We need your help now

Support from readers like you keeps The Journal open.

You are visiting us because we have something you value. Independent, unbiased news that tells the truth. Advertising revenue goes some way to support our mission, but this year it has not been enough.

If you've seen value in our reporting, please contribute what you can, so we can continue to produce accurate and meaningful journalism. For everyone who needs it.

Leah Farrell/
Gender Equality

Open letter to Taoiseach seeks wording 'if gender equality referendum is to go ahead '

The Taoiseach said last month that a referendum to amend the “women in the home” clause in the Irish Constitution will go ahead in November.

 A COALITION OF non-governmental organisations has written to Taoiseach Leo Varadkar calling on him to publish the proposed new wording for the ‘women in the home’ clause in the Irish Constitution. 

The group said that unless the proposed wording is published as soon as possible, there will not be enough to allow for a national conversation on the matter to take place before the referendum.

The Government has signalled its intention to hold a referendum later this year on a proposal to insert a gender equality and non-discrimination principle into the Constitution.

In the open letter to the Taoiseach this week, Family Carers Ireland, One Family, the National Women’s Council (NWC), SIPTU and Treoir (the national federation of services for unmarried parents and their families) noted that the wording was expected by mid-May but that this deadline has now passed. 

The letter said that without knowing the exact wording, it will be “increasingly difficult to build a civil society response” and said this is unfair to the families and people directly impacted. 

 It added:

We hope the delay does not signal a government backtrack.

Taoiseach Leo Varadkar said last month that he still expects the referendum to take place in November despite some “difficulty agreeing on the wording.”

At the time, he pointed out that there are two key issues at play: the wording in the Constitution that says the family is founded on marriage and the clause relating to the role of women in the home. 

Director of the National Women’s Council, Orla O’Connor, said this week that she is concerned about the proposed timeline for the referendum.

She said it is important to amend the “restrictive language” on women’s role in society used in the Constitution so that it “reflects the value of care and everyone’s role in care” across society.

Likewise, Ethel Buckley, deputy general secretary of the trade Union SIPTU said such a national conversation on the definition of family, the role of women in society and the recognition of care both in the home and community deserves time.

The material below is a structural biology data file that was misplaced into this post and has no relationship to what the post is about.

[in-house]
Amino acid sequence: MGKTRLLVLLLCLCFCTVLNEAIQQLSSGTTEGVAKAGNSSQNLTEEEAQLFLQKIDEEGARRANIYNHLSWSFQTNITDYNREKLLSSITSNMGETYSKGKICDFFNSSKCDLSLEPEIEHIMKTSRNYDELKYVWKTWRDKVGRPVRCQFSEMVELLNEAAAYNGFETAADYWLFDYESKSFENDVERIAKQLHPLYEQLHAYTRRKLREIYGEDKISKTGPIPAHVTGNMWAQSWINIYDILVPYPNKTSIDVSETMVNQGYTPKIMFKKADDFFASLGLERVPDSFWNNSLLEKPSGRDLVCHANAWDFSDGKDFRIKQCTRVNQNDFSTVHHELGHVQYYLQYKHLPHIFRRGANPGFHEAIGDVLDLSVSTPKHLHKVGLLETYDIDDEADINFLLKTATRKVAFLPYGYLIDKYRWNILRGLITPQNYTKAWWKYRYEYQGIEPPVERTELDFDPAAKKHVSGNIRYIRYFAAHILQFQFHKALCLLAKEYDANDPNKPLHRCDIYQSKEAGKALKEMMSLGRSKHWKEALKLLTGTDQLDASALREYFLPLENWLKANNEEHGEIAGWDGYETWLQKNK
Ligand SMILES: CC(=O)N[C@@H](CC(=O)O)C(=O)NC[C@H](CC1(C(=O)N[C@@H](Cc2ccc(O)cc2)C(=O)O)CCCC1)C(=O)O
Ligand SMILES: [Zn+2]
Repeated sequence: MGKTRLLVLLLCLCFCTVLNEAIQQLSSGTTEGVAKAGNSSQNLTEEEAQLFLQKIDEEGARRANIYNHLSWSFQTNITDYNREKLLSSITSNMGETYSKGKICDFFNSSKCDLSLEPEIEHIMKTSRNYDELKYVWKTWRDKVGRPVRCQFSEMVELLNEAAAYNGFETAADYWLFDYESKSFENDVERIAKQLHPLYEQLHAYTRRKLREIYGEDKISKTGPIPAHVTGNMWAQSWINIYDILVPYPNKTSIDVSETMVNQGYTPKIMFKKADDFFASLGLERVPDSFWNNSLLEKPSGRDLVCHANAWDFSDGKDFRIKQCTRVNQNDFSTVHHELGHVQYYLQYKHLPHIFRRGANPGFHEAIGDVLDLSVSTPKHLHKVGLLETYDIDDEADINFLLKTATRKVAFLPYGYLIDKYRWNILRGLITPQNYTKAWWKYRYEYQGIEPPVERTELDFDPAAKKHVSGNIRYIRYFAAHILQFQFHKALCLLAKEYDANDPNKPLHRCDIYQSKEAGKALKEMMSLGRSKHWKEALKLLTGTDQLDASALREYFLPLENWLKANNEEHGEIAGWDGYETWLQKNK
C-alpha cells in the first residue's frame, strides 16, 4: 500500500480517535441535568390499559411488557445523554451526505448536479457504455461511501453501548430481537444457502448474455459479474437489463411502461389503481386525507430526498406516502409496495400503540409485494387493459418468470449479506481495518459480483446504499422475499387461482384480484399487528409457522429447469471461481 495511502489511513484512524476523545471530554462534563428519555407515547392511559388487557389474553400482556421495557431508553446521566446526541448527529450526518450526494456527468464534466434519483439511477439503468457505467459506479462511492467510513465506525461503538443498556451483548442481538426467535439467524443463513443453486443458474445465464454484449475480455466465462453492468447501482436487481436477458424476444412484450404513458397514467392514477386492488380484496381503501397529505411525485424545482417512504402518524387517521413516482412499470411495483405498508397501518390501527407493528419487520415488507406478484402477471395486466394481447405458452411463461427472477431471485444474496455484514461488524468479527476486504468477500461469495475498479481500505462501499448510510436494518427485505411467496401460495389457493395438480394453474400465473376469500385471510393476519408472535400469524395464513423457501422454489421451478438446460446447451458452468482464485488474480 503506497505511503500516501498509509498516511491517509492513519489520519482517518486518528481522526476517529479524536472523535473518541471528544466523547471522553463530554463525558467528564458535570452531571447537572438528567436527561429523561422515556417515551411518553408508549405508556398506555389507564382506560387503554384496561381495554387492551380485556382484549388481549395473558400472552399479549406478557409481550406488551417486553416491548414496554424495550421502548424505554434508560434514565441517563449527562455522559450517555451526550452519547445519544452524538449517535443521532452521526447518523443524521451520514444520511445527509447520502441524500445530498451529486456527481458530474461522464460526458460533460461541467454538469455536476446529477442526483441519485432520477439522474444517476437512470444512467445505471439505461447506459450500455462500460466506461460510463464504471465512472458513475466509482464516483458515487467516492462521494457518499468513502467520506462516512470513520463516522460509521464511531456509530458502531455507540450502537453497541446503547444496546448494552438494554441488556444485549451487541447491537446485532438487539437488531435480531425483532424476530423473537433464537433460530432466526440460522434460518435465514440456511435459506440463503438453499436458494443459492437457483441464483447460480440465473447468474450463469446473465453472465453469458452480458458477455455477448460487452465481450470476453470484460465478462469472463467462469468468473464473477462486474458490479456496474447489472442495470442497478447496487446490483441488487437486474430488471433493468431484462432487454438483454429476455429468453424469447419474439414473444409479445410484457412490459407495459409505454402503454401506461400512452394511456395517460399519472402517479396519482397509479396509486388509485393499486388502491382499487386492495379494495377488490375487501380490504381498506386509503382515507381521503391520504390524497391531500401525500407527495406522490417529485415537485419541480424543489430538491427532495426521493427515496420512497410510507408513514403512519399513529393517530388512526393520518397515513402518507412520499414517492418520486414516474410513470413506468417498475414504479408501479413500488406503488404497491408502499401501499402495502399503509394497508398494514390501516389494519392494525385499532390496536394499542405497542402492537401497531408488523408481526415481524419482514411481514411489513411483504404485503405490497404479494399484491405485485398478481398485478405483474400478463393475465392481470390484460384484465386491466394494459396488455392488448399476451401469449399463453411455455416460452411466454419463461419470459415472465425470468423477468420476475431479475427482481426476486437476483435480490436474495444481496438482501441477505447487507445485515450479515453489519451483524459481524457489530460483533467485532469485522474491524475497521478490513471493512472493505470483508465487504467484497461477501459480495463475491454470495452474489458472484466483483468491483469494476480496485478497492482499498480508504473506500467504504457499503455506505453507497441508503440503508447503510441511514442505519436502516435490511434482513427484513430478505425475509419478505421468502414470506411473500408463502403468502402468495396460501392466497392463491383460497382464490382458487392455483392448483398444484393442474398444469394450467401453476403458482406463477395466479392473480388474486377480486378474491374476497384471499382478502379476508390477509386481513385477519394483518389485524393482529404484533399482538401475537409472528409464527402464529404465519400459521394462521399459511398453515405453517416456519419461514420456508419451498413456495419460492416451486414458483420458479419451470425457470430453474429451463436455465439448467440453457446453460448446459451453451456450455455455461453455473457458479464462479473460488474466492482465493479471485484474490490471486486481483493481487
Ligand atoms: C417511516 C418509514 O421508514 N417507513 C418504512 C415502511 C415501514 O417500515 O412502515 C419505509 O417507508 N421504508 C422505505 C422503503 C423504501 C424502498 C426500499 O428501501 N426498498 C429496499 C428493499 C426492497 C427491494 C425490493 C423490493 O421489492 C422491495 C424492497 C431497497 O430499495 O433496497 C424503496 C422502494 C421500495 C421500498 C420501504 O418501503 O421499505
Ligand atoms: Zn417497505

Ireland’s organisation for people parenting alone, One Family said that this referendum will be an opportunity to offer recognition to families who “have been mistreated over the years”.

The organisation’s CEO,  said that there are families living in Ireland now who are not recognised as such in our Constitution, who have “been waiting years for recognition”.

She said the Government owes it to them to publish wording as soon as possible before the referendum.

Adding to this, Catherine Cox, the head of communications and policy at Family Carers Ireland, said a referendum to include wording in the Constitution that recognises the societal value of care in the home and wider community and obliges the State to take measures to support family carers, is a “milestone moment in our history”. 

 In 2021, the Citizens’ Assembly on gender equality recommended the deletion and replacement of Article 41.2 of the Constitution.

This article states:

In particular, the State recognises that by her life within the home, woman gives to the State a support without which the common good cannot be achieved.
The State shall, therefore, endeavour to ensure that mothers shall not be obliged by economic necessity to engage in labour to neglect of their duties in the home.

Along with the removal of Article 41.2, the assembly recommended amending Article 41, which recognises the family as the natural and fundamental unit group of society as a moral institution.

The assembly said the family should not be limited to the marital family. It also suggests inserting a new clause into Article 40, which centres on Fundamental Rights to refer explicitly to gender equality and non-discrimination.

Your Voice
Readers Comments
This is YOUR comments community. Stay civil, stay constructive, stay on topic. Please familiarise yourself with our comments policy here before taking part.
Leave a Comment
    Submit a report
    Please help us understand how this comment violates our community guidelines.
    Thank you for the feedback
    Your feedback has been sent to our team for review.

    Leave a commentcancel